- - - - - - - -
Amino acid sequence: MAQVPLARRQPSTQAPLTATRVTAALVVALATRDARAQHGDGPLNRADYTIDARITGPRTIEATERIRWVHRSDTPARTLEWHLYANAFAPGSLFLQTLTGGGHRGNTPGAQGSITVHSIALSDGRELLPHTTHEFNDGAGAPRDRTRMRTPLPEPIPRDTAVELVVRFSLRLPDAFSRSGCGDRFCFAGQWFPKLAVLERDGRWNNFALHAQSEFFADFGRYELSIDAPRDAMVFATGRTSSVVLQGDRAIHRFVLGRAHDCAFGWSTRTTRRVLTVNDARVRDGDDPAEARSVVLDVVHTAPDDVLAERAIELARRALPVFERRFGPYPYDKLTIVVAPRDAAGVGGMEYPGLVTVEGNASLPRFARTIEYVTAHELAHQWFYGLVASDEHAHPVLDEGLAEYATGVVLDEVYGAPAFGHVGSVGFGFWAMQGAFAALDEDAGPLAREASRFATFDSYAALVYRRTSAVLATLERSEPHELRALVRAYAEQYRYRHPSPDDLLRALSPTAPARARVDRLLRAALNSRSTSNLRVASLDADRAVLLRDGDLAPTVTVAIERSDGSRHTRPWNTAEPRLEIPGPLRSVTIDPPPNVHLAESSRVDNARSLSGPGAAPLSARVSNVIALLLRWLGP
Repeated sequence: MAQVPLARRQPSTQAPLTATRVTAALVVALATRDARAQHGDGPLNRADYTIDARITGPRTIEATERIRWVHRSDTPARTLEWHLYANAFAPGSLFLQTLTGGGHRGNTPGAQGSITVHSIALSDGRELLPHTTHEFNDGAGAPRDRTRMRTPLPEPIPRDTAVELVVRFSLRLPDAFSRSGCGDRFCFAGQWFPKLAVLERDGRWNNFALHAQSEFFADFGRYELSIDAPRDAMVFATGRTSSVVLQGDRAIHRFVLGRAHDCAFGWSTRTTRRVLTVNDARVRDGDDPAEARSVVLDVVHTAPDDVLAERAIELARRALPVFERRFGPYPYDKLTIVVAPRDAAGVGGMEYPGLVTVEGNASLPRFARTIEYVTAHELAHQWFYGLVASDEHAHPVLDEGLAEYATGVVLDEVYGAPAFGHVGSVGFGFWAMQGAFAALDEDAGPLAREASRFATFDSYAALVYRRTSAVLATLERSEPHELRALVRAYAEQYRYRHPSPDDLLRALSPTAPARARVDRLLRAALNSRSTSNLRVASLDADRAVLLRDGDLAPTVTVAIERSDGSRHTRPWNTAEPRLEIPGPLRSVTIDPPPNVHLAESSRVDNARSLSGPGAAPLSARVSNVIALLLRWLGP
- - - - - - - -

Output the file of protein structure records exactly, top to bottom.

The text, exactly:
Amino acid sequence: MAQVPLARRQPSTQAPLTATRVTAALVVALATRDARAQHGDGPLNRADYTIDARITGPRTIEATERIRWVHRSDTPARTLEWHLYANAFAPGSLFLQTLTGGGHRGNTPGAQGSITVHSIALSDGRELLPHTTHEFNDGAGAPRDRTRMRTPLPEPIPRDTAVELVVRFSLRLPDAFSRSGCGDRFCFAGQWFPKLAVLERDGRWNNFALHAQSEFFADFGRYELSIDAPRDAMVFATGRTSSVVLQGDRAIHRFVLGRAHDCAFGWSTRTTRRVLTVNDARVRDGDDPAEARSVVLDVVHTAPDDVLAERAIELARRALPVFERRFGPYPYDKLTIVVAPRDAAGVGGMEYPGLVTVEGNASLPRFARTIEYVTAHELAHQWFYGLVASDEHAHPVLDEGLAEYATGVVLDEVYGAPAFGHVGSVGFGFWAMQGAFAALDEDAGPLAREASRFATFDSYAALVYRRTSAVLATLERSEPHELRALVRAYAEQYRYRHPSPDDLLRALSPTAPARARVDRLLRAALNSRSTSNLRVASLDADRAVLLRDGDLAPTVTVAIERSDGSRHTRPWNTAEPRLEIPGPLRSVTIDPPPNVHLAESSRVDNARSLSGPGAAPLSARVSNVIALLLRWLGP
Repeated sequence: MAQVPLARRQPSTQAPLTATRVTAALVVALATRDARAQHGDGPLNRADYTIDARITGPRTIEATERIRWVHRSDTPARTLEWHLYANAFAPGSLFLQTLTGGGHRGNTPGAQGSITVHSIALSDGRELLPHTTHEFNDGAGAPRDRTRMRTPLPEPIPRDTAVELVVRFSLRLPDAFSRSGCGDRFCFAGQWFPKLAVLERDGRWNNFALHAQSEFFADFGRYELSIDAPRDAMVFATGRTSSVVLQGDRAIHRFVLGRAHDCAFGWSTRTTRRVLTVNDARVRDGDDPAEARSVVLDVVHTAPDDVLAERAIELARRALPVFERRFGPYPYDKLTIVVAPRDAAGVGGMEYPGLVTVEGNASLPRFARTIEYVTAHELAHQWFYGLVASDEHAHPVLDEGLAEYATGVVLDEVYGAPAFGHVGSVGFGFWAMQGAFAALDEDAGPLAREASRFATFDSYAALVYRRTSAVLATLERSEPHELRALVRAYAEQYRYRHPSPDDLLRALSPTAPARARVDRLLRAALNSRSTSNLRVASLDADRAVLLRDGDLAPTVTVAIERSDGSRHTRPWNTAEPRLEIPGPLRSVTIDPPPNVHLAESSRVDNARSLSGPGAAPLSARVSNVIALLLRWLGP